Download
moonwalk n.
Skip this Video
Loading SlideShow in 5 Seconds..
Moonwalk PowerPoint Presentation

Moonwalk

234 Vues Download Presentation
Télécharger la présentation

Moonwalk

- - - - - - - - - - - - - - - - - - - - - - - - - - - E N D - - - - - - - - - - - - - - - - - - - - - - - - - - -
Presentation Transcript

  1. Moonwalk Written by Ben Bova Illustrated by Peter Bollinger Compiled by: Terry Sams PES Melissa Guinn PES

  2. Study Skills • Genre: Science Fiction • Comprehension Skill: Draw Conclusions • Comprehension Strategy: Monitor and Fix Up • Comprehension Review Skill: Theme • Vocabulary: Context Clues—Synonyms

  3. Summary While daring each other to jump over rilles, or narrow valleys on the Moon, Gerry and Vern get into trouble. Vern falls and hurts his knee while also knocking his battery loose, the one that gives him air to breathe in his spacesuit. Luckily, the boys are able to get to a nearby shelter where Vern is out of danger.

  4. Genre: Science Fiction Science fiction is a story based on science. It often tells about life in the future. As you read this story about a walk on the moon, look for the scientific information on which it is based.

  5. Comprehension Skill Draw Conclusions TE 629b • A conclusion is a decision you reach after thinking about what you have read. • The small pieces of information in a piece of writing are called facts and details.

  6. Comprehension Skill Draw Conclusions TE 629b • When you put these facts and details together to form a logical, well thought-out opinion, you are drawing a conclusion. • Good conclusions can be supported with facts and details from the story.

  7. Comprehension StrategyMonitor and Fix Up TE 608 • Good readers think about how they’re doing as they read. • At times they realize they no longer understand what they are reading. • If this happens, reread slowly. • Another suggestion would be to read on to look for an explanation.

  8. 1. Facts and Details Martin created a realistic model of the solar system. 2. Facts and Details Martin read books about planets and stars. 3. Facts and Details Martin arranged plastic stars in his bedroom into constellations. Practice Drawing ConclusionsPB 243

  9. 4. Facts and Details Martin wanted to be an astronaut when he grew up. Conclusion Martin is very interested in space and astronomy. Practice Drawing ConclusionsPB 243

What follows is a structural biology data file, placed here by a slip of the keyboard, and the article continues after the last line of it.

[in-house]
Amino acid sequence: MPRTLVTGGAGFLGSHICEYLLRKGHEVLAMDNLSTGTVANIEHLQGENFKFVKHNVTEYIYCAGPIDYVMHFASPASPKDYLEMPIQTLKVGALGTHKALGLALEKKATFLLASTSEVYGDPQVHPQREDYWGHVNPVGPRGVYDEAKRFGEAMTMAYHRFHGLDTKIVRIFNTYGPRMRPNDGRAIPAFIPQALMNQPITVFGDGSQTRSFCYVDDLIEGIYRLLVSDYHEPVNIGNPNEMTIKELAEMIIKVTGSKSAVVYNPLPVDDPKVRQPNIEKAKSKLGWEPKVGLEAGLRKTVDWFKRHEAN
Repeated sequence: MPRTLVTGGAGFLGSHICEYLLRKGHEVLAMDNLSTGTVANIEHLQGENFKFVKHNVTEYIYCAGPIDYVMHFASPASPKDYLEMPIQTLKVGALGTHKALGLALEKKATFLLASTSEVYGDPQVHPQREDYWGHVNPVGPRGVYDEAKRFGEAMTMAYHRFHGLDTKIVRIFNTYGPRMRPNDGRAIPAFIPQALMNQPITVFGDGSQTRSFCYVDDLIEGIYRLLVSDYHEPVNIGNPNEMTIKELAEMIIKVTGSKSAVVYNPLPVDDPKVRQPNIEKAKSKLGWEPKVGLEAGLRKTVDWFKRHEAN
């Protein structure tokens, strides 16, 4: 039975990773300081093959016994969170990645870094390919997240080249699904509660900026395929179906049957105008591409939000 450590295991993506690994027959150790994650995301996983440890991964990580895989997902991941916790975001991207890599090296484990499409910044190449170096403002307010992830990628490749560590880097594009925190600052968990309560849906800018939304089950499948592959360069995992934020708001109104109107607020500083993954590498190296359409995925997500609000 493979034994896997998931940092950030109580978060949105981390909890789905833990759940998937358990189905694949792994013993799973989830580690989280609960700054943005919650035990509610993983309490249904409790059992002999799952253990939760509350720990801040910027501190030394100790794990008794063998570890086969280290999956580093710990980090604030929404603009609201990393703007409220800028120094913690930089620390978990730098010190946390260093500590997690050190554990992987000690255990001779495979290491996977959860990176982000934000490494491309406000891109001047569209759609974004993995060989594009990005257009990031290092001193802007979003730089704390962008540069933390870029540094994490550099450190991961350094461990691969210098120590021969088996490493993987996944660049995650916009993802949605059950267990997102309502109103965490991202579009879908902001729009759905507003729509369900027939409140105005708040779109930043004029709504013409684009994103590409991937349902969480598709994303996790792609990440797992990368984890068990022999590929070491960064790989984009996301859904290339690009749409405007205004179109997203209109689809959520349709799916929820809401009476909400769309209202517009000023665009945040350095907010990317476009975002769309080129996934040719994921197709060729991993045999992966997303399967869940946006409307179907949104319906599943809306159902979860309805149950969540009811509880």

10. What conclusion can you draw about the Apollo missions? They have been very important to science. 2.What is one fact or detail that supports this conclusion? Apollo astronauts brought back rocks for scientists to study. 3. What conclusion can you draw about the challenge of understanding the moon? It will take a long time to understand the moon completely. Practice Drawing ConclusionsPB 247

  11. 4. What is one fact or detail that supports this conclusion? Scientists still study the Apollo mission information. 5.Reread the passage slowly. Did you understand the passage or any of its details more fully after this second reading? Explain. Practice Drawing ConclusionsPB 247

  12. Comprehension Skill Review Theme TE 621 • The theme of a story is its bigidea, the idea that holds the story together. • The author usually doesn’t state the theme of the story, so readers have to figure it out. • Let’s practice by determining the theme of Moonwalk.

  13. Vocabulary StrategyContext Clues: Synonyms Pg. 610 • Sometimes when you are reading the author will give you a synonym for an unknown word. • A synonym is a word that has the same or almost the same meaning as another word. • The synonym may be in the samesentence as the unknown word or in a sentence around the word. • They to replace the unknown word with the synonym to see if it makes sense. Let’s read Gone to the Moon paying attention to how vocabulary used on page 611.

  14. Research/Study Skills Order Form/Application TE 629l • An order form is used to buy a product. They can be printed in catalogs or online. • To complete an orderform, read the description of the product you want to buy and recordinformation (such as size or color) in the proper blanks.

  15. Research/Study Skills Order Form/Application TE 629l • An application is used when a person applies for a job or wants to be accepted into a program or organization. • Applications ask for identifying information, such as name, address, and phone number.